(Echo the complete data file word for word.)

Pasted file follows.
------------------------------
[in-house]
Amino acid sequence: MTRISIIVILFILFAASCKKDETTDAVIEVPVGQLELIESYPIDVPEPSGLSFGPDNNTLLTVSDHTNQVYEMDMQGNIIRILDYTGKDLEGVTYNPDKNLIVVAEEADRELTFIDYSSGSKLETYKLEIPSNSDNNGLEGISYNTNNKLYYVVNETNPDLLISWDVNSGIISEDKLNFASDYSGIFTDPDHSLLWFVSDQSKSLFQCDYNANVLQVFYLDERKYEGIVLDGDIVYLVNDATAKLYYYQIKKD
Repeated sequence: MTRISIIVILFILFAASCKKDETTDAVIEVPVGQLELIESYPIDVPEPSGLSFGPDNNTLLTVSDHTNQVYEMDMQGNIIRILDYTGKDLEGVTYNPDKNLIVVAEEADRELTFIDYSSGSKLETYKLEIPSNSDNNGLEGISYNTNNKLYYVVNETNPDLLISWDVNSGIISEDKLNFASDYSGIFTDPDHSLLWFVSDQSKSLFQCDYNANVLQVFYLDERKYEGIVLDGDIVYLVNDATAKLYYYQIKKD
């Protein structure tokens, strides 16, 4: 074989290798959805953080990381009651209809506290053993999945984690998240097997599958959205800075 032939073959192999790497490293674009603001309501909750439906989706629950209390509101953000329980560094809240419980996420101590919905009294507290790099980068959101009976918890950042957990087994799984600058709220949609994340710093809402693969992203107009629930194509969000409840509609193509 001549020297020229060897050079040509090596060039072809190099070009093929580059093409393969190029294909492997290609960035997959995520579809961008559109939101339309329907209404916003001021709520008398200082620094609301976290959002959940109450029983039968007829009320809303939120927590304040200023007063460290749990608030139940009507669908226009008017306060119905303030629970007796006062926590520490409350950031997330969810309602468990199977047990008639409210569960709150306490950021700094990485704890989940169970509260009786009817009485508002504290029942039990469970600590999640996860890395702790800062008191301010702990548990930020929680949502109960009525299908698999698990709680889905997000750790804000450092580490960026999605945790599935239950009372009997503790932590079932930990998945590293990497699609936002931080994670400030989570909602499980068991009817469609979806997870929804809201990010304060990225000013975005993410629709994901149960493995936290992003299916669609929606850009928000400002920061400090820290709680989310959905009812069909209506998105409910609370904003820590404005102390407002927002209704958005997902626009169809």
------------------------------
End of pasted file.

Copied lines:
[in-house]
Amino acid sequence: MTRISIIVILFILFAASCKKDETTDAVIEVPVGQLELIESYPIDVPEPSGLSFGPDNNTLLTVSDHTNQVYEMDMQGNIIRILDYTGKDLEGVTYNPDKNLIVVAEEADRELTFIDYSSGSKLETYKLEIPSNSDNNGLEGISYNTNNKLYYVVNETNPDLLISWDVNSGIISEDKLNFASDYSGIFTDPDHSLLWFVSDQSKSLFQCDYNANVLQVFYLDERKYEGIVLDGDIVYLVNDATAKLYYYQIKKD
Repeated sequence: MTRISIIVILFILFAASCKKDETTDAVIEVPVGQLELIESYPIDVPEPSGLSFGPDNNTLLTVSDHTNQVYEMDMQGNIIRILDYTGKDLEGVTYNPDKNLIVVAEEADRELTFIDYSSGSKLETYKLEIPSNSDNNGLEGISYNTNNKLYYVVNETNPDLLISWDVNSGIISEDKLNFASDYSGIFTDPDHSLLWFVSDQSKSLFQCDYNANVLQVFYLDERKYEGIVLDGDIVYLVNDATAKLYYYQIKKD
């Protein structure tokens, strides 16, 4: 074989290798959805953080990381009651209809506290053993999945984690998240097997599958959205800075 032939073959192999790497490293674009603001309501909750439906989706629950209390509101953000329980560094809240419980996420101590919905009294507290790099980068959101009976918890950042957990087994799984600058709220949609994340710093809402693969992203107009629930194509969000409840509609193509 001549020297020229060897050079040509090596060039072809190099070009093929580059093409393969190029294909492997290609960035997959995520579809961008559109939101339309329907209404916003001021709520008398200082620094609301976290959002959940109450029983039968007829009320809303939120927590304040200023007063460290749990608030139940009507669908226009008017306060119905303030629970007796006062926590520490409350950031997330969810309602468990199977047990008639409210569960709150306490950021700094990485704890989940169970509260009786009817009485508002504290029942039990469970600590999640996860890395702790800062008191301010702990548990930020929680949502109960009525299908698999698990709680889905997000750790804000450092580490960026999605945790599935239950009372009997503790932590079932930990998945590293990497699609936002931080994670400030989570909602499980068991009817469609979806997870929804809201990010304060990225000013975005993410629709994901149960493995936290992003299916669609929606850009928000400002920061400090820290709680989310959905009812069909209506998105409910609370904003820590404005102390407002927002209704958005997902626009169809």